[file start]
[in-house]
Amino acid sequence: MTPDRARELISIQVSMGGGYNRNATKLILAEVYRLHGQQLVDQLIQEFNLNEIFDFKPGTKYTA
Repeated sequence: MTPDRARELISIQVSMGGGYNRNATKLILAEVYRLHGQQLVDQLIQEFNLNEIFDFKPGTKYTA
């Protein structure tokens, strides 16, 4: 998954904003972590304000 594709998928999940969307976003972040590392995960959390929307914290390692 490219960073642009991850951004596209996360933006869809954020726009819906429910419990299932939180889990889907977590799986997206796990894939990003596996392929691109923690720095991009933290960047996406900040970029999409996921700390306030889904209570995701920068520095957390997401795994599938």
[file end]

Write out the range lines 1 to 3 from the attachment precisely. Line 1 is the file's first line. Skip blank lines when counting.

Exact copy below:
[in-house]
Amino acid sequence: MTPDRARELISIQVSMGGGYNRNATKLILAEVYRLHGQQLVDQLIQEFNLNEIFDFKPGTKYTA
Repeated sequence: MTPDRARELISIQVSMGGGYNRNATKLILAEVYRLHGQQLVDQLIQEFNLNEIFDFKPGTKYTA